>>>> Both return an error code, since the commands can fail for several
    >>>> reasons that are not in the scope of the programmer (camera timeout,
    >>>> camera not connected, ...).
    >>>>
    >>>> No I want to wrap this library. A member function of the camera shall
    >>>> send a command to the camera and return it's response, e.g.
    >>>>
    >>>> std::string Camera::sendCommand(const std::string &command);
    >>>>
    >>>> My question: what is the best way to handle these errors:
    >>>
    >>> What exactly should happen when the camera is not connected or when a
    >>> timeout occurs?

    >>
    >> On a timeout, I would like to try to send the command once more, maybe
    >> write a log message, and inform the user. When the camera in not
    >> connected, I would like to inform the usere immediately. Many differnt
    >> approaches are possible. I haven't decides that yet.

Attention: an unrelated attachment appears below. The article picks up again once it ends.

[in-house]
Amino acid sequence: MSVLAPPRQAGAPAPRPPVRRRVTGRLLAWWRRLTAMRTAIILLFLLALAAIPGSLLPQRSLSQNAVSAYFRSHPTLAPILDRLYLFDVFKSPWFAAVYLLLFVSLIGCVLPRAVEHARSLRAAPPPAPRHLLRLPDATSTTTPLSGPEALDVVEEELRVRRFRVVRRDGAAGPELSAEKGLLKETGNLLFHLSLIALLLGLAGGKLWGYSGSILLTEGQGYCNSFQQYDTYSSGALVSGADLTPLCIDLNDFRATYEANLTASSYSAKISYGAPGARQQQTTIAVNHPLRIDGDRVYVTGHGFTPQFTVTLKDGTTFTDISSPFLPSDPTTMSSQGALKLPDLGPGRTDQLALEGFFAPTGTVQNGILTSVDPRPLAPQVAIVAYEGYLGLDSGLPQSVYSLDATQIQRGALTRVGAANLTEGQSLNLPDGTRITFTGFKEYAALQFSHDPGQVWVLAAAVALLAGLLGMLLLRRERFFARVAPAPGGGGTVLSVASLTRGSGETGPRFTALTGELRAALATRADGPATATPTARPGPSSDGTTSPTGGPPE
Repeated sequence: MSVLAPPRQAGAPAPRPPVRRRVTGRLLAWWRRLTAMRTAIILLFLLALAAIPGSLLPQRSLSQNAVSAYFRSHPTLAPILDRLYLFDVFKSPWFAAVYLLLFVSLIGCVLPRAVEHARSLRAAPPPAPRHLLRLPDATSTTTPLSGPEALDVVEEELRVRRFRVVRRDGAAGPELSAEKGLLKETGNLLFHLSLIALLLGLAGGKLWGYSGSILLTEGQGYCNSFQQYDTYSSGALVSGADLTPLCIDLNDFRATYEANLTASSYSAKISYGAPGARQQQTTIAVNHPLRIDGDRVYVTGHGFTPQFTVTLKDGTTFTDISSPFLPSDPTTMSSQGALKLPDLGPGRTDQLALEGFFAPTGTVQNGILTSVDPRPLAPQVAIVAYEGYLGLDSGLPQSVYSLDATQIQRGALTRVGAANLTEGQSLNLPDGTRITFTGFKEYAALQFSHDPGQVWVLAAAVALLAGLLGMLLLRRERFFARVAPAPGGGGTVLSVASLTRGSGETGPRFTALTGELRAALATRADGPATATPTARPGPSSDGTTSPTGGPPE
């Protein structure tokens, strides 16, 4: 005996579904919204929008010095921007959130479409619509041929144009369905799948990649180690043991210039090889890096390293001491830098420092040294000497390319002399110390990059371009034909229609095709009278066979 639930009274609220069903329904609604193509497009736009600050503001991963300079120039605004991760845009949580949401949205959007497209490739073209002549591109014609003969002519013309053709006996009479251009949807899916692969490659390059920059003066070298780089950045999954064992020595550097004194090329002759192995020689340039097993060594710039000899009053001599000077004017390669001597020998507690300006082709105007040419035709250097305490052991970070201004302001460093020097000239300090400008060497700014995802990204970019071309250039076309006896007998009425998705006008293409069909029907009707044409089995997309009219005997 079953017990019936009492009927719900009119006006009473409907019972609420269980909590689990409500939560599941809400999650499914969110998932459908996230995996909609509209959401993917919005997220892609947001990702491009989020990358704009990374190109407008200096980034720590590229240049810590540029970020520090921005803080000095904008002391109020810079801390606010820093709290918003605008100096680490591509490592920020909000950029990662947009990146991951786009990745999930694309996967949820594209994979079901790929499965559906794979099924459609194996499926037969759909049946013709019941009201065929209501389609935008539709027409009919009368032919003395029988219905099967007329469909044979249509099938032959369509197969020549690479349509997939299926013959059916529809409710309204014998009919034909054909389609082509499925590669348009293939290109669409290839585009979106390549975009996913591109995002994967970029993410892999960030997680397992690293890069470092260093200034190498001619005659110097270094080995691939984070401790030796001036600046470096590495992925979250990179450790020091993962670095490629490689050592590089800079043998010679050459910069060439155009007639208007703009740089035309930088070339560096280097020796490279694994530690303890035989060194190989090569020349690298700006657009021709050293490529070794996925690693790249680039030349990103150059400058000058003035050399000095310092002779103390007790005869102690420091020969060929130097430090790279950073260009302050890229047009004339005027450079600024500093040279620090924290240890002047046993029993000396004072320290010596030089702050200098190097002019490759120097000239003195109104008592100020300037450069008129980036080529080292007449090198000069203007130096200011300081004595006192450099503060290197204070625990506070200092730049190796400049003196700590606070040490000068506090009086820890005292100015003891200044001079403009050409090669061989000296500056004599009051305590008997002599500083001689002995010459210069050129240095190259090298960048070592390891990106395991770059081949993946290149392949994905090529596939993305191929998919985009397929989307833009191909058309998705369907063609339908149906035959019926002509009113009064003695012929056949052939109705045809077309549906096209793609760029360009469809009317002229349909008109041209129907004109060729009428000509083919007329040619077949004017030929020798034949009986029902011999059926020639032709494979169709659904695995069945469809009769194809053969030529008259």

>>
    >>> For example, if there's just a message to be displayed to the user, then
    >>> I don't see how the use of exceptions could possibly lead to all
    >>> sendCommand calls being wrapped in try/catch blocks.

    >>
    >> The code to send the command for setting gain to a special value a
    >> second time if it was not successfull the first time, might look like:
    >>
    >> try {
    >> // send it the first time:
    >> camera.sendCommand("set gain to value xyz");
    >> }
    >> catch(TimoutException)
    >> {
    >> // send it the second time:
    >> camera.sendCommand("set gain to value xyz");
    >> // don't catch the exception, if it fails twice
    >> }
    >>
    >> Doesn't look very nice to me.

    > That's because you're putting the logic in the wrong place...
    >
    > std::string Camera::sendCommand(const std::string &command, int
    > maxRetries=1) {